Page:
Contractors make up only five percent of Home Depot's customers but they account for 45 percent of the companies $132 billion in annual sales. To address these contractor customers the company is building new flatbed distribution centers designed specifically to cater to builders that roll up in a contractor flatbed trucks.[60]


The Home Depot announced the new slogan "How Doers Get More Done" on December 5, 2019, replacing the previous slogan "More saving. More doing." which was introduced in the March 18, 2009, circular, replacing "You can do it. We can help." which had been used since 2003.[61] Other slogans used in the past 25 years include "The Home Depot, Low prices are just the beginning" in the early 1990s and "When you're at the Home Depot, You'll feel right at home" in the late 1990s and "The Home Depot: First In Home Improvement!" from 1999 to 2003.[62]

US Stores division[edit]

Long-time employee Marc Powers became the head of Home Depot's US stores division in 2014. He took the place of Marvin Ellison, who left to become the chief executive of J.C. Penney. In January 2016, Home Depot announced the departure of Powers as division head, to be replaced by another veteran employee, Ann-Marie Campbell, one of Powers' deputies. The change in leadership is effective as of February 1, 2016. Ms. Campbell has been employed by Home Depot for over 30 years, beginning as a cashier in a branch in South Florida. Her most recent role was as president of Home Depot's Southern division.[63]

Distribution centers[edit]

The Home Depot distribution center in Lake Park, Georgia

The Home Depot has over 90 distribution centers throughout the United States to serve over 2,000 The Home Depot stores.[64]


The domain homedepot.com attracted at least 120 million visitors annually by 2008 according to a Compete.com survey.[65] In the US HomeDepot.com has 5 Call centers located in Kennesaw, GA; Atlanta, GA; Marietta, GA; Ogden, Utah and Tempe, AZ. Home Depot online offers in-store pickup and online returns.[66][better source needed]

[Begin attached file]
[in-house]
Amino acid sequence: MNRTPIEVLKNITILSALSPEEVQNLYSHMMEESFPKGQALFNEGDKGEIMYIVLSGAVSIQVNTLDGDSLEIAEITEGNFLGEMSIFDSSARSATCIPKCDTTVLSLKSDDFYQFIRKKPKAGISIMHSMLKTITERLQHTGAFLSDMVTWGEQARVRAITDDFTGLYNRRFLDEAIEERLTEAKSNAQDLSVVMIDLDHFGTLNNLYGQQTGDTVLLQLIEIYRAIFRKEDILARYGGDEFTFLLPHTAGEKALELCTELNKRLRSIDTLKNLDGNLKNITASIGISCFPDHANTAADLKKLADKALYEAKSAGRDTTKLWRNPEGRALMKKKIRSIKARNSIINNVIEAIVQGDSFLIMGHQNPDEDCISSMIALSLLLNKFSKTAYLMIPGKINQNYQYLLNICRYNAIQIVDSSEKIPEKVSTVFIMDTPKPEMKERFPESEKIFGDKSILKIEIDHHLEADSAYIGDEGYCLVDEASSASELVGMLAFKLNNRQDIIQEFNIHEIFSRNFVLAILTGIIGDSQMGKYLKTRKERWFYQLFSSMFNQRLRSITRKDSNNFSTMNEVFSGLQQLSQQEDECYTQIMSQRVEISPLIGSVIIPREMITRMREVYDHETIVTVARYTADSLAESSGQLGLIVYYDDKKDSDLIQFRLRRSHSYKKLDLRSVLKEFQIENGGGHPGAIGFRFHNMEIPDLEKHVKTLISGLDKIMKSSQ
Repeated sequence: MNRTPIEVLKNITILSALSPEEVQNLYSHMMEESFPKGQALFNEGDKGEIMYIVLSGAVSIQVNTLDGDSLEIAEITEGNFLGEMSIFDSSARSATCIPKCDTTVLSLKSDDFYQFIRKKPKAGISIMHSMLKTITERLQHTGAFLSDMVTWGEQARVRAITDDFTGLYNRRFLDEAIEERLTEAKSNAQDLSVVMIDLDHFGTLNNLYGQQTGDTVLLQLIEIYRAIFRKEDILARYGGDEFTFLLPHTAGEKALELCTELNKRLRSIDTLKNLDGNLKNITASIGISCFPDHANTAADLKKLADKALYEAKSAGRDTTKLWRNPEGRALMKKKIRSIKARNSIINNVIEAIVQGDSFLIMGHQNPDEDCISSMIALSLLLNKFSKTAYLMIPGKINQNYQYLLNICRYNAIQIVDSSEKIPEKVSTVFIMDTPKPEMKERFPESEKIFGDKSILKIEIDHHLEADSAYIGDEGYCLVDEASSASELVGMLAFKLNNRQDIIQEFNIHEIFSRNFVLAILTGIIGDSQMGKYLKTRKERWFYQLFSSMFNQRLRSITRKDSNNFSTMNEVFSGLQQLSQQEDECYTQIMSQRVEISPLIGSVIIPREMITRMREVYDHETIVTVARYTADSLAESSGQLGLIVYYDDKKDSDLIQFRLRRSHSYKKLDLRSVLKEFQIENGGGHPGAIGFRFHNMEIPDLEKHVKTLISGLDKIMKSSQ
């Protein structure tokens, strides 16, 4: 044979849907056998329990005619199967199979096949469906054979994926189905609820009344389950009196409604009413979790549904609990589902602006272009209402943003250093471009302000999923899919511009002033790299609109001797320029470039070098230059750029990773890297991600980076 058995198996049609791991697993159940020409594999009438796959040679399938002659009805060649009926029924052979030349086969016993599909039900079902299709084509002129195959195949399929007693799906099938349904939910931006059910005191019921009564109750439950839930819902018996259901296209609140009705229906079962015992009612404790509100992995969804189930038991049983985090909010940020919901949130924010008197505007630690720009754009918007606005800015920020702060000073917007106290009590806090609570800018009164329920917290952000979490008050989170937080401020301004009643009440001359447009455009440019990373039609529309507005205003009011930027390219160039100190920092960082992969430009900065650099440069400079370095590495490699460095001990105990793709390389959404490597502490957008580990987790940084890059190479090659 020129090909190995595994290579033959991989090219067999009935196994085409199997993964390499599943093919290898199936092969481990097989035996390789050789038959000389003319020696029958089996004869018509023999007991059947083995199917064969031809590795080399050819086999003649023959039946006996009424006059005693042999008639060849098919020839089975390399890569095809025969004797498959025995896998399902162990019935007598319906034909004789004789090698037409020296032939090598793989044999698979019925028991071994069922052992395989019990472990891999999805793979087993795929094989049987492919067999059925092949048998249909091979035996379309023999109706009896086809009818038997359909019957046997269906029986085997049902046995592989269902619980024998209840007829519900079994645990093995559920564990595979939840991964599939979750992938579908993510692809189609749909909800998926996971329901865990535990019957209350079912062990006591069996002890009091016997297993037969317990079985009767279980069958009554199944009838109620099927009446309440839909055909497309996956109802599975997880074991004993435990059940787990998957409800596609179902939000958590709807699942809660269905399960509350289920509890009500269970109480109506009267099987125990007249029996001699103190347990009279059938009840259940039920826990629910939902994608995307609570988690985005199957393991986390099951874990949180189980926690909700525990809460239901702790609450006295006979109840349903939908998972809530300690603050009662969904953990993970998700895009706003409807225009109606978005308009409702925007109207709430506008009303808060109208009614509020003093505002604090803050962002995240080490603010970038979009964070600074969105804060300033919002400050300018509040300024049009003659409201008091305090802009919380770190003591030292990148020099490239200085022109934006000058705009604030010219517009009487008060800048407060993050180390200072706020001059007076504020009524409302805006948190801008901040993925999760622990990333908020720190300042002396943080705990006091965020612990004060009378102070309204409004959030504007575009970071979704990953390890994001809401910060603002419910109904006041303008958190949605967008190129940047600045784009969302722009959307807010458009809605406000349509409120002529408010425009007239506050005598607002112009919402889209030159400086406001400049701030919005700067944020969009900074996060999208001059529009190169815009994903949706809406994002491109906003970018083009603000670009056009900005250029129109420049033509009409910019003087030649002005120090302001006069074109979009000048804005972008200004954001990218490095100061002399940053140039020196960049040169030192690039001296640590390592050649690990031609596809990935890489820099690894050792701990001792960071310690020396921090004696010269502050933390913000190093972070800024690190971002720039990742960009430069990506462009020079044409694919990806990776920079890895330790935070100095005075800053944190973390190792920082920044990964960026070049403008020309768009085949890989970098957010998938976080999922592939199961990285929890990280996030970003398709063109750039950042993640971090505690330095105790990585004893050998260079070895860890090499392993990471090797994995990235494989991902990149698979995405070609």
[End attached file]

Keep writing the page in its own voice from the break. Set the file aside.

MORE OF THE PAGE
Fuel centers[edit]

In 2006, The Home Depot started testing fuel centers at some of its stores. The first two "Home Depot Fuel" convenience stores (C-Store) were located in Tennessee. Four additional prototype stores were built in Acworth, Georgia; Smyrna, Tennessee; Greensboro, Georgia; and Winchester, Tennessee.[67] In 2012, Home Depot VP of Corporate Communication Stephen Holmes stated that the company had no plans for additional fuel centers or growth in that area.[68]

Rental vehicles[edit]

The Home Depot offers rental vans and trucks at most of its locations.[69]

Subsidiaries and private brands[edit]

Wholly owned subsidiaries[edit]


Blinds.com is an e-commerce retailer of window blinds and window coverings.[70] Blinds.com was founded by Jay Steinfeld in 1993.[71] By 2006, the company was named #186 on the Internet Retailer Top 500 Guide, as well as the 10th fastest-growing e-commerce company on the list.[72] In 2009, Blinds.com was given the Marketer of the Year Award by the American Marketing Association, in recognition of its innovative marketing strategy.[73] In response to demand for window coverings that could be installed quickly and easily, CMO Daniel Cotlar led a partnership with a manufacturing vendor to design a window shade that could be installed without tools or adhesive. This led to the company's patent-pending Instafit shade product.[74] In January 2014, Blinds.com was acquired by The Home Depot.[75]

Compact Power Equipment Inc.[edit]

Power equipment rental company that prior to 2017 provided equipment to rental departments in over 1,000 Home Depots in North America. Acquired by The Home Depot on July 6, 2017.[76]